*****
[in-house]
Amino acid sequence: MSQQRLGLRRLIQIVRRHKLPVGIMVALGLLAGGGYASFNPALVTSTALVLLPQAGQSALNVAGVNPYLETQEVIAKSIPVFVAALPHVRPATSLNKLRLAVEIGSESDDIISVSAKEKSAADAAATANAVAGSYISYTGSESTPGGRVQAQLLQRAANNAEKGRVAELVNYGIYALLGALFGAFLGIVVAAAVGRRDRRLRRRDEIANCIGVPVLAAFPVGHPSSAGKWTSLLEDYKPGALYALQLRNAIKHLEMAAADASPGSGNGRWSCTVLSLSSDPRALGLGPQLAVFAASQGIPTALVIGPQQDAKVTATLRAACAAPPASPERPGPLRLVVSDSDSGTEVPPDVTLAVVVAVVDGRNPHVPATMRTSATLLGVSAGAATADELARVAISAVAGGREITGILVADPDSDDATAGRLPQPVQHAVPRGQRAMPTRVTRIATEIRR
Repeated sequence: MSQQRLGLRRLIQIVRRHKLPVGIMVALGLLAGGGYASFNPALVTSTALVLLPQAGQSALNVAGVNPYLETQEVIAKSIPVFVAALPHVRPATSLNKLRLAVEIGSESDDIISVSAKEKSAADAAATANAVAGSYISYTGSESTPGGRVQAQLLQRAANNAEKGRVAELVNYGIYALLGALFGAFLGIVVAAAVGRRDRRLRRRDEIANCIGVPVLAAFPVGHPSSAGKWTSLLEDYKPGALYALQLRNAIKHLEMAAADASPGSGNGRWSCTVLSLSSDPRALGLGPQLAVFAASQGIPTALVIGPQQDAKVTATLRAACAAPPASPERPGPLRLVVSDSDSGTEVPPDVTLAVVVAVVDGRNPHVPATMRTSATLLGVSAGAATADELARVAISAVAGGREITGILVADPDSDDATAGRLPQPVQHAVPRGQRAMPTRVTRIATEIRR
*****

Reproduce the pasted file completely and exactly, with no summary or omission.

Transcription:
[in-house]
Amino acid sequence: MSQQRLGLRRLIQIVRRHKLPVGIMVALGLLAGGGYASFNPALVTSTALVLLPQAGQSALNVAGVNPYLETQEVIAKSIPVFVAALPHVRPATSLNKLRLAVEIGSESDDIISVSAKEKSAADAAATANAVAGSYISYTGSESTPGGRVQAQLLQRAANNAEKGRVAELVNYGIYALLGALFGAFLGIVVAAAVGRRDRRLRRRDEIANCIGVPVLAAFPVGHPSSAGKWTSLLEDYKPGALYALQLRNAIKHLEMAAADASPGSGNGRWSCTVLSLSSDPRALGLGPQLAVFAASQGIPTALVIGPQQDAKVTATLRAACAAPPASPERPGPLRLVVSDSDSGTEVPPDVTLAVVVAVVDGRNPHVPATMRTSATLLGVSAGAATADELARVAISAVAGGREITGILVADPDSDDATAGRLPQPVQHAVPRGQRAMPTRVTRIATEIRR
Repeated sequence: MSQQRLGLRRLIQIVRRHKLPVGIMVALGLLAGGGYASFNPALVTSTALVLLPQAGQSALNVAGVNPYLETQEVIAKSIPVFVAALPHVRPATSLNKLRLAVEIGSESDDIISVSAKEKSAADAAATANAVAGSYISYTGSESTPGGRVQAQLLQRAANNAEKGRVAELVNYGIYALLGALFGAFLGIVVAAAVGRRDRRLRRRDEIANCIGVPVLAAFPVGHPSSAGKWTSLLEDYKPGALYALQLRNAIKHLEMAAADASPGSGNGRWSCTVLSLSSDPRALGLGPQLAVFAASQGIPTALVIGPQQDAKVTATLRAACAAPPASPERPGPLRLVVSDSDSGTEVPPDVTLAVVVAVVDGRNPHVPATMRTSATLLGVSAGAATADELARVAISAVAGGREITGILVADPDSDDATAGRLPQPVQHAVPRGQRAMPTRVTRIATEIRR